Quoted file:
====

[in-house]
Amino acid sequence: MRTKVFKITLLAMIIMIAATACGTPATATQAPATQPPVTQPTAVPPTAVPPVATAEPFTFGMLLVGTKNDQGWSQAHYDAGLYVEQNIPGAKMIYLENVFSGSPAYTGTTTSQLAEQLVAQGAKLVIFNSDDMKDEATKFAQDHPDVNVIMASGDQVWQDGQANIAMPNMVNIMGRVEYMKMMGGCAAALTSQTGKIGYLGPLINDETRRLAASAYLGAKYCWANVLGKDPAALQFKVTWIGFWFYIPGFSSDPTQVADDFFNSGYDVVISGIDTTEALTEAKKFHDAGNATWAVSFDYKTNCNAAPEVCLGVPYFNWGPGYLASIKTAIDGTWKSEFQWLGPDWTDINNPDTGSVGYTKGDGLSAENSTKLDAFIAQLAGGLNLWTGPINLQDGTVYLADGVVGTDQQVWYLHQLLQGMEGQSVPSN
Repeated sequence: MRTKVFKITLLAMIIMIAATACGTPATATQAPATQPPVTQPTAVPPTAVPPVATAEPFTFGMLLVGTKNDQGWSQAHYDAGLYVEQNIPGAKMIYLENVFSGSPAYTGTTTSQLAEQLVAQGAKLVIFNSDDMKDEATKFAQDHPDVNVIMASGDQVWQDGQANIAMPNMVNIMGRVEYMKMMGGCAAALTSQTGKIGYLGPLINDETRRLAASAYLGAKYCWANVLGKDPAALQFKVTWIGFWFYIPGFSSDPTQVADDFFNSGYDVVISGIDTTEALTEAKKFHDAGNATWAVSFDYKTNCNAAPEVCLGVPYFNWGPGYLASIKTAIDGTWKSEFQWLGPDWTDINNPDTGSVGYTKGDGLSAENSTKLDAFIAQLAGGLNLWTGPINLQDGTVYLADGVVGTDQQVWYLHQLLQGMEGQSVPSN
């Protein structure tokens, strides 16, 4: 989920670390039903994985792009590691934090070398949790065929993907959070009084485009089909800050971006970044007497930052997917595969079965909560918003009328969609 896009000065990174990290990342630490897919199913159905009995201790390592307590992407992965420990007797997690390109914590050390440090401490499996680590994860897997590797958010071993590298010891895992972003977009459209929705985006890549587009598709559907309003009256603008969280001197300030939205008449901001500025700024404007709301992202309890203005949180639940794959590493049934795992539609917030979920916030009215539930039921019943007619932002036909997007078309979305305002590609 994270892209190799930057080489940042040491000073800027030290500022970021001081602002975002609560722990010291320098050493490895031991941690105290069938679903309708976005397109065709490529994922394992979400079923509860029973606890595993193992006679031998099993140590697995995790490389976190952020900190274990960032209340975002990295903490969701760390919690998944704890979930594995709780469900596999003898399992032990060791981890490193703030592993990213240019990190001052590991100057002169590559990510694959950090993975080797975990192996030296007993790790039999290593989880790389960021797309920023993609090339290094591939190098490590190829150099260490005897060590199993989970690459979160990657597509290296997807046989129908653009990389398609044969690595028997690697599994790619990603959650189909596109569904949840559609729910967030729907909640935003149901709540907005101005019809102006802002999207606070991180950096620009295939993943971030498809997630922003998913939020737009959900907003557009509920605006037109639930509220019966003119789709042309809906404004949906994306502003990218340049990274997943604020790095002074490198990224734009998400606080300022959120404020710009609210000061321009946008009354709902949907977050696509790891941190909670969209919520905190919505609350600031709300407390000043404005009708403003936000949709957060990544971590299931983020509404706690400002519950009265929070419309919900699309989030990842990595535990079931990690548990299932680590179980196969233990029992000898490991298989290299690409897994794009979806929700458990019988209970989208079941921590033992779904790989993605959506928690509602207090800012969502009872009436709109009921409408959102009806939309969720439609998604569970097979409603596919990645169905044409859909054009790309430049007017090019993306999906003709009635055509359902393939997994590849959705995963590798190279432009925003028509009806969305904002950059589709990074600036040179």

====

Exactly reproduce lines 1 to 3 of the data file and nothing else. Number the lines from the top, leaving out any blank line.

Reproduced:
[in-house]
Amino acid sequence: MRTKVFKITLLAMIIMIAATACGTPATATQAPATQPPVTQPTAVPPTAVPPVATAEPFTFGMLLVGTKNDQGWSQAHYDAGLYVEQNIPGAKMIYLENVFSGSPAYTGTTTSQLAEQLVAQGAKLVIFNSDDMKDEATKFAQDHPDVNVIMASGDQVWQDGQANIAMPNMVNIMGRVEYMKMMGGCAAALTSQTGKIGYLGPLINDETRRLAASAYLGAKYCWANVLGKDPAALQFKVTWIGFWFYIPGFSSDPTQVADDFFNSGYDVVISGIDTTEALTEAKKFHDAGNATWAVSFDYKTNCNAAPEVCLGVPYFNWGPGYLASIKTAIDGTWKSEFQWLGPDWTDINNPDTGSVGYTKGDGLSAENSTKLDAFIAQLAGGLNLWTGPINLQDGTVYLADGVVGTDQQVWYLHQLLQGMEGQSVPSN
Repeated sequence: MRTKVFKITLLAMIIMIAATACGTPATATQAPATQPPVTQPTAVPPTAVPPVATAEPFTFGMLLVGTKNDQGWSQAHYDAGLYVEQNIPGAKMIYLENVFSGSPAYTGTTTSQLAEQLVAQGAKLVIFNSDDMKDEATKFAQDHPDVNVIMASGDQVWQDGQANIAMPNMVNIMGRVEYMKMMGGCAAALTSQTGKIGYLGPLINDETRRLAASAYLGAKYCWANVLGKDPAALQFKVTWIGFWFYIPGFSSDPTQVADDFFNSGYDVVISGIDTTEALTEAKKFHDAGNATWAVSFDYKTNCNAAPEVCLGVPYFNWGPGYLASIKTAIDGTWKSEFQWLGPDWTDINNPDTGSVGYTKGDGLSAENSTKLDAFIAQLAGGLNLWTGPINLQDGTVYLADGVVGTDQQVWYLHQLLQGMEGQSVPSN